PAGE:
The Trustees pleaded with the various railway companies to build connections to North and South Queensferry.
The rival companies – North British, Edinburgh and Glasgow, Edinburgh Perth and Dundee – argued among themselves as to the best route, while the trustees slipped deeper and deeper into debt.
By 1863, they could not afford to re-boiler the “William Adam” and so could not continue operations. They leased the passage to John Croall, a stagecoach operator, and sold “William Adam” to the North British Railway.
1863 – 1883 Private Hands
John Croall began his service with a single steamer – the “Benwell.”
In 1865 Croall added an antiquated Mersey ferry – the “Nymph.”
It became the sole ferry, when the “Benwell” caught fire in 1867 and was completely destroyed.
“The Nymph” was the only steamer on the Queensferry Passage for the next twelve years, carrying Croall’s “Antiquary” stage coach on its daily run to Dunfermline, until his death in 1873.
By 1867 the trustees were bankrupt, and agreed to sell the right to the passage to the North British Railway company, for £4,500.
The NB had built a branch line from Ratho to Dalmeny in 1866, and they now extended this to Port Edgar.
They tried running the ferry using boats brought from the Clyde (“Dandie Dinmont”) and the Solway Firth (“Carham”) but they were too large for the passage, so the lease was returned to John Croall.
The railway company pressed ahead with a link from Dunfermline to a new pier (the Railway Pier) at North Queensferry.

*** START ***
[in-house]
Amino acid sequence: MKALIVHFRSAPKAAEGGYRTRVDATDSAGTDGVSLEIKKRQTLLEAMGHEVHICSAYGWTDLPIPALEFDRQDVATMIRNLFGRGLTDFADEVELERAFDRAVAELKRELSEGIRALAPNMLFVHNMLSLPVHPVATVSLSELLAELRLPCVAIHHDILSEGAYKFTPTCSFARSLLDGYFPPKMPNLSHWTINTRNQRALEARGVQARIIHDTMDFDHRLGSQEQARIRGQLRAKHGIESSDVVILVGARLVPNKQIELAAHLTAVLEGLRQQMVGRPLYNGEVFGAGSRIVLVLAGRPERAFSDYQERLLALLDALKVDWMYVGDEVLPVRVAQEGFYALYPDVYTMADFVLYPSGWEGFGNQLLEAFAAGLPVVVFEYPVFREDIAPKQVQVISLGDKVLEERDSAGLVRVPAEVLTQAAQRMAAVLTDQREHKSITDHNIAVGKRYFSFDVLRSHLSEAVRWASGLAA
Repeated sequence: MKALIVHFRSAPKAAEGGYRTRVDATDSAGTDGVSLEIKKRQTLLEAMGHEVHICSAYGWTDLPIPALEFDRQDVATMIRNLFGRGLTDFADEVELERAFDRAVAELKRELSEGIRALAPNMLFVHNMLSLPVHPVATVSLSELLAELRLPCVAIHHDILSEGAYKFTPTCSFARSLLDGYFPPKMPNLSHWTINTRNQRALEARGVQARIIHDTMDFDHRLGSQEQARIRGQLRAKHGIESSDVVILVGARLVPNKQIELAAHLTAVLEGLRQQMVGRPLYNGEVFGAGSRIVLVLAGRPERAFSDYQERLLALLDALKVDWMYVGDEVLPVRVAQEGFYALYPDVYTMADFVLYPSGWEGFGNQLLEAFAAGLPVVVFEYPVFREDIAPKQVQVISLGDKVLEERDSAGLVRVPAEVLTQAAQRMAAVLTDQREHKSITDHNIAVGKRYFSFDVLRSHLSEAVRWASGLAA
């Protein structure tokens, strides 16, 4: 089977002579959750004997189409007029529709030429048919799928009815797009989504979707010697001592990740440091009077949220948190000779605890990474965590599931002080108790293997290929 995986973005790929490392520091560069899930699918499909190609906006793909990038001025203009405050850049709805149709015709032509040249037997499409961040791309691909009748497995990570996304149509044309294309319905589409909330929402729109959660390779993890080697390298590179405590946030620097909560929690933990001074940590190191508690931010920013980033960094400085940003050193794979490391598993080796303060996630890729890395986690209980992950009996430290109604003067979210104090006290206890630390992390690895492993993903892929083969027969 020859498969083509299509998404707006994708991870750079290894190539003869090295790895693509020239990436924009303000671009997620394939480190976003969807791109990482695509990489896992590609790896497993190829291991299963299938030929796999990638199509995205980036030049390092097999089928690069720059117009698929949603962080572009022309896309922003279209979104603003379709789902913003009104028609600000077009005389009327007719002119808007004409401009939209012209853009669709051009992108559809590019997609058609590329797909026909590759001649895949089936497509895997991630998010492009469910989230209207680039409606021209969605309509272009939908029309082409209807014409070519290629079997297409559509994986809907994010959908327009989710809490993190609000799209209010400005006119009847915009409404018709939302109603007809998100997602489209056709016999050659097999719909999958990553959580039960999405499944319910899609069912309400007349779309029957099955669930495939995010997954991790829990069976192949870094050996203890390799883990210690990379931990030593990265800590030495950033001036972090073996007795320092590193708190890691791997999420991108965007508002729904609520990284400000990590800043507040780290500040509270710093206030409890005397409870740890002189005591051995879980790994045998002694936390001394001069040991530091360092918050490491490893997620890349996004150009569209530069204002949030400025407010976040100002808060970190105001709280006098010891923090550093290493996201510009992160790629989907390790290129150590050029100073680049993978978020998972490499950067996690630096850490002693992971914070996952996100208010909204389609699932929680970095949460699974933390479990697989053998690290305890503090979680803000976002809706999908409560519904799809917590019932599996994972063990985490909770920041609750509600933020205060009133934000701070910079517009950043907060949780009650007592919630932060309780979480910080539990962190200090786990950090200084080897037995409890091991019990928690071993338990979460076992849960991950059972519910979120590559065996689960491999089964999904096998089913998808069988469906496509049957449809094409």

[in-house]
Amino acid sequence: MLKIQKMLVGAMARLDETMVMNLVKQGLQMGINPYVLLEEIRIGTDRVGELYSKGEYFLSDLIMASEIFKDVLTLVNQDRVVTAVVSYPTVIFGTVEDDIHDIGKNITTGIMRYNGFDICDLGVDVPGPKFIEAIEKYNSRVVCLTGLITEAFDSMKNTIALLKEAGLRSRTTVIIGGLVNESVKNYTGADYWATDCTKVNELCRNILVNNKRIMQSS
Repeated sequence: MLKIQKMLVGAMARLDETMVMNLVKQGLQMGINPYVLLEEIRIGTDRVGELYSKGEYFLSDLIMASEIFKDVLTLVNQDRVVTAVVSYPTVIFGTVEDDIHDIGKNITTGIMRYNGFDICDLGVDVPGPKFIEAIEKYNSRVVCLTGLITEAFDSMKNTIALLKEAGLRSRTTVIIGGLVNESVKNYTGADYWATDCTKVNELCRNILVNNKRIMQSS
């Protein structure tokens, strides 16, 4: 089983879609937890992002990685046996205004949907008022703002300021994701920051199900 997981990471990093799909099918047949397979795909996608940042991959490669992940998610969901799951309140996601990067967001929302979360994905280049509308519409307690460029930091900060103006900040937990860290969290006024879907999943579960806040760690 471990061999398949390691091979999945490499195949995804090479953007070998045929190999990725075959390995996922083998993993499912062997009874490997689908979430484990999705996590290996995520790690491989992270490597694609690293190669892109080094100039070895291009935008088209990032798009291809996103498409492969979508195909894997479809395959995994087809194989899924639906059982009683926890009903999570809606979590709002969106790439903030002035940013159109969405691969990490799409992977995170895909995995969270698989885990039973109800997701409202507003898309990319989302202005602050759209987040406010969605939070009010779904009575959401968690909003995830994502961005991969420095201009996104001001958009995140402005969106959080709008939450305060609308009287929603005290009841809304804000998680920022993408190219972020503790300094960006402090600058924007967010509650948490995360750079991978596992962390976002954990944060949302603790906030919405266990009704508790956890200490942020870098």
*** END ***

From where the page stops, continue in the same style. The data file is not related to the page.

This was opened in 1873, with “Nymph” – now owned by the railway company – providing the connection.
She was reaching the end of her life and was replaced by a new ship, the “John Beaumont” in 1877.
But this double-sterned, shallow-draught, screw steamer was unmanageable, and “Nymph” was pressed back into service.
After several accidents “John Beaumont” was redesigned as a paddle-steamer and resumed service in 1879.
The following verses, relate to an accident of this kind:
The Wreck of the John Beaumont at North Queensferry, 18th December 1878.
’Twas on a wintry afternoon,
A wee afore the gloaming,
The pride o’ a’ the Forth gaed doon
The gallant Johnny Beaumont.
She left the Hawse and plodded on
— The boat was ne’er a fast ane-
We little thocht that local run
Would be the Johnny’s last ane.
The wind was cauld but no’ that high,
The waves did gently rock her
Oh! wha could think that she would lie
That nicht in Davy’s locker?
But when the northern shore was near,
Away she rushed careerin’,